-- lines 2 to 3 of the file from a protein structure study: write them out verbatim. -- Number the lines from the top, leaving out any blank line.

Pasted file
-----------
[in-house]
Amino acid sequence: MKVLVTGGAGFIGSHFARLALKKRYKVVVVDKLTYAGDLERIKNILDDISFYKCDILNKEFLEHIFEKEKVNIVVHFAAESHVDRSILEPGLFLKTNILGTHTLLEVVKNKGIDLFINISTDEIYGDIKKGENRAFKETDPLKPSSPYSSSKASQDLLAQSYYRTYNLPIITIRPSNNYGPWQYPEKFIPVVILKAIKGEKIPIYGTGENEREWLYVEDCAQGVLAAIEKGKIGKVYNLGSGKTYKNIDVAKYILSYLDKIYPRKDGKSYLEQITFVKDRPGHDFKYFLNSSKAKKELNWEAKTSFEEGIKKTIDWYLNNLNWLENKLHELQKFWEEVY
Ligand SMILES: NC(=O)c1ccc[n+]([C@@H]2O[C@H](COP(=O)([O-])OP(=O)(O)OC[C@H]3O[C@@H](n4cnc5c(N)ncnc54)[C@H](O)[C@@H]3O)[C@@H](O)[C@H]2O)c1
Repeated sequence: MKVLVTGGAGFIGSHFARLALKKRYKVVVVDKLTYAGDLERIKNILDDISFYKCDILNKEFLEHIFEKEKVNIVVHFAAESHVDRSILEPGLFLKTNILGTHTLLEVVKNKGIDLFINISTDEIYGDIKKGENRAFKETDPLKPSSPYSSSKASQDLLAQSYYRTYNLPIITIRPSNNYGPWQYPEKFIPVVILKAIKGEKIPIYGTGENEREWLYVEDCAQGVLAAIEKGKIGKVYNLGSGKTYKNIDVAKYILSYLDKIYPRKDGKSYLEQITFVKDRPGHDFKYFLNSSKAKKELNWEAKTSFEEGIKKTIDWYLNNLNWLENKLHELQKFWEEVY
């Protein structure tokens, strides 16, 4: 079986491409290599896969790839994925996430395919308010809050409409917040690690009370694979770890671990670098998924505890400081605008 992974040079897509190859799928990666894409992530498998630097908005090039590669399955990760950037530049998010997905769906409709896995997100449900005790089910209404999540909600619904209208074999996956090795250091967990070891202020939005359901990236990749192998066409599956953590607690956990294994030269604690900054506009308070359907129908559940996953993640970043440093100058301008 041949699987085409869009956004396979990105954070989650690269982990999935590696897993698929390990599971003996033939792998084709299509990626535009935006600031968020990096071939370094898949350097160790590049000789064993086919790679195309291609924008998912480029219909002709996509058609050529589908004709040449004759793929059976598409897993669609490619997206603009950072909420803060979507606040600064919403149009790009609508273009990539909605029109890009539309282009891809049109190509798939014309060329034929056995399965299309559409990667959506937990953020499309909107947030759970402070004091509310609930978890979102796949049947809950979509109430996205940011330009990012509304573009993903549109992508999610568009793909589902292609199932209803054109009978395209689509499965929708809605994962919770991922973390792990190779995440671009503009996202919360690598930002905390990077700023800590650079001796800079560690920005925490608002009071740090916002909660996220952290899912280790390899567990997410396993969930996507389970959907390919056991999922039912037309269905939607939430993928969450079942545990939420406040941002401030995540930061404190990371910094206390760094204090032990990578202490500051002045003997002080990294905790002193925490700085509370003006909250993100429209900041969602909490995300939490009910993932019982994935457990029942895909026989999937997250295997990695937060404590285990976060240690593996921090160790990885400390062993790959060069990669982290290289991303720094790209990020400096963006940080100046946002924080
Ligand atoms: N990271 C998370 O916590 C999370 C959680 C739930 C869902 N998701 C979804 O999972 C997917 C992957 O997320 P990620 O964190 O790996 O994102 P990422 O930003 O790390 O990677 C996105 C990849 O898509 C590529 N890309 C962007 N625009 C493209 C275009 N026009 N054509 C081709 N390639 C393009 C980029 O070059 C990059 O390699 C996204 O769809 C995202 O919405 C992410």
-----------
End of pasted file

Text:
Amino acid sequence: MKVLVTGGAGFIGSHFARLALKKRYKVVVVDKLTYAGDLERIKNILDDISFYKCDILNKEFLEHIFEKEKVNIVVHFAAESHVDRSILEPGLFLKTNILGTHTLLEVVKNKGIDLFINISTDEIYGDIKKGENRAFKETDPLKPSSPYSSSKASQDLLAQSYYRTYNLPIITIRPSNNYGPWQYPEKFIPVVILKAIKGEKIPIYGTGENEREWLYVEDCAQGVLAAIEKGKIGKVYNLGSGKTYKNIDVAKYILSYLDKIYPRKDGKSYLEQITFVKDRPGHDFKYFLNSSKAKKELNWEAKTSFEEGIKKTIDWYLNNLNWLENKLHELQKFWEEVY
Ligand SMILES: NC(=O)c1ccc[n+]([C@@H]2O[C@H](COP(=O)([O-])OP(=O)(O)OC[C@H]3O[C@@H](n4cnc5c(N)ncnc54)[C@H](O)[C@@H]3O)[C@@H](O)[C@H]2O)c1